This month we speak to Andrew Petrou, a practising Osteopath and registered Dietary Counsellor based in London who has over 10 years of experience working in the health and fitness industry. With May being National Osteoporosis Month, Andrew is sharing some expert advice and understanding of osteoporosis, a common effect of the menopause.
Osteoporosis is a condition that affects the bones. Its name comes from Latin for “porous bones.”
The inside of a healthy bone has small spaces, like a honeycomb. Osteoporosis increases the size of these spaces, causing the bone to lose strength and density. In addition, the outside of the bone grows weaker and thinner. People with osteoporosis are at a high risk of fractures, or bone breaks, while doing routine activities such as standing or walking. The most commonly affected bones are the ribs, hips, and the bones in the wrists and spine.
The early stages of osteoporosis do not cause any symptoms or warning signs. In most cases, people with osteoporosis don’t know they have the condition until they have a fracture. Some of the earlier symptoms, if they appear, may include receding gums, weakened grip strength, weak and brittle nails. If you don’t have any symptoms but have a family history of osteoporosis, talking to your GP or health professional can help you assess your risk.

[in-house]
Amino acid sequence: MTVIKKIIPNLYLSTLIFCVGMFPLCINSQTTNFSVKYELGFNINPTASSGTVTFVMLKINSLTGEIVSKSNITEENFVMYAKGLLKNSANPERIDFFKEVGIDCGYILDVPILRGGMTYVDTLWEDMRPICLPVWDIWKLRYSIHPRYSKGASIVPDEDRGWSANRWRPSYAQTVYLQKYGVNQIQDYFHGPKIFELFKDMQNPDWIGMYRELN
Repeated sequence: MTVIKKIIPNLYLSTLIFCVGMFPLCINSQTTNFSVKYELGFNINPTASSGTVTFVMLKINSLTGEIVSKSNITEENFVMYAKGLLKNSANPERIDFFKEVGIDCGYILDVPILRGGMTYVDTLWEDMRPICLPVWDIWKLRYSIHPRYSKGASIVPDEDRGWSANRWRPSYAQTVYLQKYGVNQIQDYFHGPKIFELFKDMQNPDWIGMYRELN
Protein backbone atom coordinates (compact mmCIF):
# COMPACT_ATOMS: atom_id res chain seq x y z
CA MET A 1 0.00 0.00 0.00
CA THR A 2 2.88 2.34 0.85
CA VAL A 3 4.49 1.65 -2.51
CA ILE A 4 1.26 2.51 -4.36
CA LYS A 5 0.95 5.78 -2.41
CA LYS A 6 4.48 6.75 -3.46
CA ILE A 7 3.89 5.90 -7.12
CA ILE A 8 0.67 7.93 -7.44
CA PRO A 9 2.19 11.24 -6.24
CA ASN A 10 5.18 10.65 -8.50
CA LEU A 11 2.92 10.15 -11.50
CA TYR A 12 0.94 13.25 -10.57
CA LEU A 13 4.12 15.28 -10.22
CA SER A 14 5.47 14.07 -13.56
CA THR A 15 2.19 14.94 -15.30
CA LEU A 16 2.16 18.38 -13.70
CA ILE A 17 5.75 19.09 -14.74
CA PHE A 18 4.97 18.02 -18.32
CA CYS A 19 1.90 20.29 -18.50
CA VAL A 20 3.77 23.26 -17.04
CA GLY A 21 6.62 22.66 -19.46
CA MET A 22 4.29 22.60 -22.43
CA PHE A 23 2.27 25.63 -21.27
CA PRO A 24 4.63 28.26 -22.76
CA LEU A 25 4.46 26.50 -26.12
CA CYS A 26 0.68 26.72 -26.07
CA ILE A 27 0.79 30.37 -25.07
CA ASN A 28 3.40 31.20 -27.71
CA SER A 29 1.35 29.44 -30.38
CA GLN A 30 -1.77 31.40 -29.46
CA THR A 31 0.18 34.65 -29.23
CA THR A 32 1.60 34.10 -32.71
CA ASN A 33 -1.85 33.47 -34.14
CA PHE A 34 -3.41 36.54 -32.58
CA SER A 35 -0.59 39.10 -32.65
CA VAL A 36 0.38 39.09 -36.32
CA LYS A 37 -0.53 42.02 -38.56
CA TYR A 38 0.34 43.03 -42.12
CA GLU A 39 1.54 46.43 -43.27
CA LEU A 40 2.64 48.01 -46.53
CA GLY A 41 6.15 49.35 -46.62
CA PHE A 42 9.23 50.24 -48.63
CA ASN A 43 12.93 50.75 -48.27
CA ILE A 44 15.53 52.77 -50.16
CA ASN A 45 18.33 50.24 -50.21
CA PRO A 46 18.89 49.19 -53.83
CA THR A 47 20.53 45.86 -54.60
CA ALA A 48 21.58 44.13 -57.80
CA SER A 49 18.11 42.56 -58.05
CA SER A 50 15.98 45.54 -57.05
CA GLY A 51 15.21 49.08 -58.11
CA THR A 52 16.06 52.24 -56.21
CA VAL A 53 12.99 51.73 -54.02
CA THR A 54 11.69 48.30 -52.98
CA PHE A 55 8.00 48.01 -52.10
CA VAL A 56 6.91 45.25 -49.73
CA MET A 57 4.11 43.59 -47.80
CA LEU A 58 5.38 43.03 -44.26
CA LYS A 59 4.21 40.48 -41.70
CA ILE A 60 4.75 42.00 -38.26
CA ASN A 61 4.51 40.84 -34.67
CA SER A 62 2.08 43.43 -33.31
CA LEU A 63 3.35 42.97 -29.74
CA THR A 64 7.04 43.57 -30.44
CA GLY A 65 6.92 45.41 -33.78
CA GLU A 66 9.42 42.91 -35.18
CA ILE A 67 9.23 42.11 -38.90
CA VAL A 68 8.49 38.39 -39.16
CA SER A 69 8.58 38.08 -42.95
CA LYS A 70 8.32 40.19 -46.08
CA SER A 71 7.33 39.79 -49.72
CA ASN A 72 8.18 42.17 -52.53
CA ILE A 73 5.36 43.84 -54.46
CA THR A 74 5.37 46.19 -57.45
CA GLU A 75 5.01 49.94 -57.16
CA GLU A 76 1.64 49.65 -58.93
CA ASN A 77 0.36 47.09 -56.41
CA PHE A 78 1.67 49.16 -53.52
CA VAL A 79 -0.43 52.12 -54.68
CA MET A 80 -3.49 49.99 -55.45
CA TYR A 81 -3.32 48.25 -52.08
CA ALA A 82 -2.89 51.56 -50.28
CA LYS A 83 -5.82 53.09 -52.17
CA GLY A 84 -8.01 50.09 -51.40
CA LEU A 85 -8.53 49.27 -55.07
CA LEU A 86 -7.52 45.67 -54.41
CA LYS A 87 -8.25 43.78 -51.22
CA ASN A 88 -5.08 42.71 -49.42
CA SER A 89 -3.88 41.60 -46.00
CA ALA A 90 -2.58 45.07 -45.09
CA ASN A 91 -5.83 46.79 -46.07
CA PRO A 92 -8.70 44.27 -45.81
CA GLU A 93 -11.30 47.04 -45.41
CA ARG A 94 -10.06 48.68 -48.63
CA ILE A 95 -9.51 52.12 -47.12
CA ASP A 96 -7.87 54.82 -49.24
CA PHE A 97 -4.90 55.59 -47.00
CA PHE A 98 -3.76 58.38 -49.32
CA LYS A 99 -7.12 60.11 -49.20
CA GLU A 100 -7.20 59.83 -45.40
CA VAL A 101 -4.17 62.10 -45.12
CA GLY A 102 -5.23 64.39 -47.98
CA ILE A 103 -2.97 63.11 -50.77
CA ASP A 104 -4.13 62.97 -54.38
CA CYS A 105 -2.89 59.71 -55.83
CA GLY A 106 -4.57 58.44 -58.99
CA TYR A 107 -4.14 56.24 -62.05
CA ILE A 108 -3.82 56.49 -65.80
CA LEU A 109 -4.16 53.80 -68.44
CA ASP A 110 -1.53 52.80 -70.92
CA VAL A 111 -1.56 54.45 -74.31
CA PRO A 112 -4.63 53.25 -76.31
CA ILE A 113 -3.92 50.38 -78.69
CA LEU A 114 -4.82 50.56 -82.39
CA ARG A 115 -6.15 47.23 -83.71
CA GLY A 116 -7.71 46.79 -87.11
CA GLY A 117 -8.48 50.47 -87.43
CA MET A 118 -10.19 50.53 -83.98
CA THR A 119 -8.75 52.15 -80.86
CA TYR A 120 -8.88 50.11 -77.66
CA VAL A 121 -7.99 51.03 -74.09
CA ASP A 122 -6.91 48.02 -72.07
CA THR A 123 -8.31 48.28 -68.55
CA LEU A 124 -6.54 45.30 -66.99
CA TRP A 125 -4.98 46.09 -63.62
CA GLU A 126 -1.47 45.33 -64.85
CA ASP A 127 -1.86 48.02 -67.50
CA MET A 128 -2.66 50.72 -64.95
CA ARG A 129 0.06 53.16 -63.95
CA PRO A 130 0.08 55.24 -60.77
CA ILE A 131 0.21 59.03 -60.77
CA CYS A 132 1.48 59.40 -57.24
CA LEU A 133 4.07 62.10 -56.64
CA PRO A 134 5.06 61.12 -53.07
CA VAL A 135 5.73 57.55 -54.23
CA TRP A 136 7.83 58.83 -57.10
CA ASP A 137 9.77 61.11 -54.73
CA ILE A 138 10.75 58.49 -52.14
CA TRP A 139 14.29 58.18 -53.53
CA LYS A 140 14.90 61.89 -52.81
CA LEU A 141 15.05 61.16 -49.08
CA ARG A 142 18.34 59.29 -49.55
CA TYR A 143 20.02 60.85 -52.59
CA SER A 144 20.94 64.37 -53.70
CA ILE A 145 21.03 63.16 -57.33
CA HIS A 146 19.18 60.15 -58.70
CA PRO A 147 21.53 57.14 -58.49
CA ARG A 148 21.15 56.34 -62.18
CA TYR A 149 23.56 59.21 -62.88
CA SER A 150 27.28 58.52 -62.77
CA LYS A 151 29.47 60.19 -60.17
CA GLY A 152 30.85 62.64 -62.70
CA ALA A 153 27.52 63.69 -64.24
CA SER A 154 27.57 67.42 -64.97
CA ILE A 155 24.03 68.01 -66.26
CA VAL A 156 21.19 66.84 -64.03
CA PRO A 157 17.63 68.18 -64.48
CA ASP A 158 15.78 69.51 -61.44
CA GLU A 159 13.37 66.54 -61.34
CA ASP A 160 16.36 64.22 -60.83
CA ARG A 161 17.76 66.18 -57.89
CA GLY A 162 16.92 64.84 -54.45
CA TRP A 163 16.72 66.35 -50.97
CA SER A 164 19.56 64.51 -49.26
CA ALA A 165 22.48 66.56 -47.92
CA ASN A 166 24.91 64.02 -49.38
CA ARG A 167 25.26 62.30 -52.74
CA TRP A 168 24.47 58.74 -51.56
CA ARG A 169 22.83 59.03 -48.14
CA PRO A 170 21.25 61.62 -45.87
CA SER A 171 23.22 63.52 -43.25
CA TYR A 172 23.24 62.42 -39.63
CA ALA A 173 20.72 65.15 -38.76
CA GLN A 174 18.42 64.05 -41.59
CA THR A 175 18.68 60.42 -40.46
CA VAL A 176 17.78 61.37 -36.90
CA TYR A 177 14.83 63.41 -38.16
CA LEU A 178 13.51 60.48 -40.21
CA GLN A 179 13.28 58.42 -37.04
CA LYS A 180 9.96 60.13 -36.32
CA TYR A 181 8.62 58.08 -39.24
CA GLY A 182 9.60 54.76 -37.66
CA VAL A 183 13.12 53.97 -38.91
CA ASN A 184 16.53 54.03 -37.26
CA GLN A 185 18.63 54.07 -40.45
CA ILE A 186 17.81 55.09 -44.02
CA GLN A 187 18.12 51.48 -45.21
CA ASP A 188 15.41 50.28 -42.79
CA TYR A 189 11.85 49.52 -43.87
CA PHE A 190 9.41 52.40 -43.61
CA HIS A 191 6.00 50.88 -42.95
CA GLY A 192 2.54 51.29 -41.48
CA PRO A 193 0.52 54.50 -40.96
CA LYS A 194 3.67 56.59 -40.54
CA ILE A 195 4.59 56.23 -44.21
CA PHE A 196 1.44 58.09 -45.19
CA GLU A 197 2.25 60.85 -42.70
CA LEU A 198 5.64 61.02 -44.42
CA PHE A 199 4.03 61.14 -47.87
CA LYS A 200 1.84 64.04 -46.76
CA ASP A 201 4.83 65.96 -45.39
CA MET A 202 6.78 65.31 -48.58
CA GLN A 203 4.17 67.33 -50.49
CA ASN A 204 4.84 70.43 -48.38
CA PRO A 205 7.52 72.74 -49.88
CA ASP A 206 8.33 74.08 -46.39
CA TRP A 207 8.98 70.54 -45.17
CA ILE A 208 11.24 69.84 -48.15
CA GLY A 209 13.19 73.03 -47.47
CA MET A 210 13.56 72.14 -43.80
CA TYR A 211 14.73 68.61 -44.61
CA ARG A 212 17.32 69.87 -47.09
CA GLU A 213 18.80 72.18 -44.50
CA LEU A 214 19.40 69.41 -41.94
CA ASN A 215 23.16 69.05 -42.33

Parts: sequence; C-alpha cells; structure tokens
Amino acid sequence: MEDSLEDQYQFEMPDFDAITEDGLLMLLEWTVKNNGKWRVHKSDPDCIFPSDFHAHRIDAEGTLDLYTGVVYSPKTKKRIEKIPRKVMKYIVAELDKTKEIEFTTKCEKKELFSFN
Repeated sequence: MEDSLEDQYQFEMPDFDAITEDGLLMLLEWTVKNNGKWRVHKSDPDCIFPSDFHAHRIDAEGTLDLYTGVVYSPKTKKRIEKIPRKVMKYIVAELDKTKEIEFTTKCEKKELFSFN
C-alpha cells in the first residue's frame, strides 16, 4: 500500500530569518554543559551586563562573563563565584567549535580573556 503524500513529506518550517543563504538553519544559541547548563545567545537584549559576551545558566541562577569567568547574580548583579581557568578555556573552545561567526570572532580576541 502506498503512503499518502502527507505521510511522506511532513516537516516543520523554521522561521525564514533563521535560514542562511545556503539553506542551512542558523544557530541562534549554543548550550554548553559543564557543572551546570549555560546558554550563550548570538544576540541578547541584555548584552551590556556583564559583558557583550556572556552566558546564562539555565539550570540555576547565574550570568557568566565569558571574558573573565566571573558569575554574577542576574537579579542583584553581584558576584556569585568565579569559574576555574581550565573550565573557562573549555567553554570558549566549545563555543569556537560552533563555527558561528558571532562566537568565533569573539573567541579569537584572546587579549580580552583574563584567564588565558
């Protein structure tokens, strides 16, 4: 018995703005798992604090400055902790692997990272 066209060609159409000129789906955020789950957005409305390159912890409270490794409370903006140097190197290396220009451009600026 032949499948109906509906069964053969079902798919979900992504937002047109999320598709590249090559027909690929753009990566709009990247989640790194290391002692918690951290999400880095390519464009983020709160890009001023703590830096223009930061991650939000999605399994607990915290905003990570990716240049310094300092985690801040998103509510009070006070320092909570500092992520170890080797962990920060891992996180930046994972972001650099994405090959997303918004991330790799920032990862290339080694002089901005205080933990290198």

What are the risk factors?
The biggest risk factor of osteoporosis is age. Throughout your life, your body breaks down old bone and grows new bone. However, when you are in your 30s, your body starts breaking down bone faster than it’s able to replace it. This leads to bone that is less dense and more fragile, and more prone to breakage.
Menopause is another primary risk factor, which occurs in women around the ages of 45 to 55 years. Changes in hormone levels associated with menopause can cause a woman’s body to lose bone even more quickly. Men continue to lose bone at this age, but at a slower rate than women do (by the time men reach 65 to 70yrs, they tend to lose bone at the same rate as women).
Other, general risk factors for osteoporosis include being female, having a family history of osteoporosis, poor nutrition, physical inactivity, smoking, low body weight or a small-boned frame.
You can control some of these risk factors for osteoporosis, such as poor nutrition and inactivity.
A high intake of green and yellow vegetables has been linked to increased bone mineralisation during childhood and the maintenance of bone mass in young adults. Eating lots of vegetables has also been found to benefit older women.
Protein is also crucial for maintaining bone health. In fact, research suggests that older women in particular appear to have better bone density when they consume higher amounts of protein, but this should be balanced alongside plant foods and adequate calcium intake.
To learn more about an eating plan that is right for you, talk to your doctor. They can advise you on your diet or refer you to a registered dietitian who can create a diet or meal plan for you.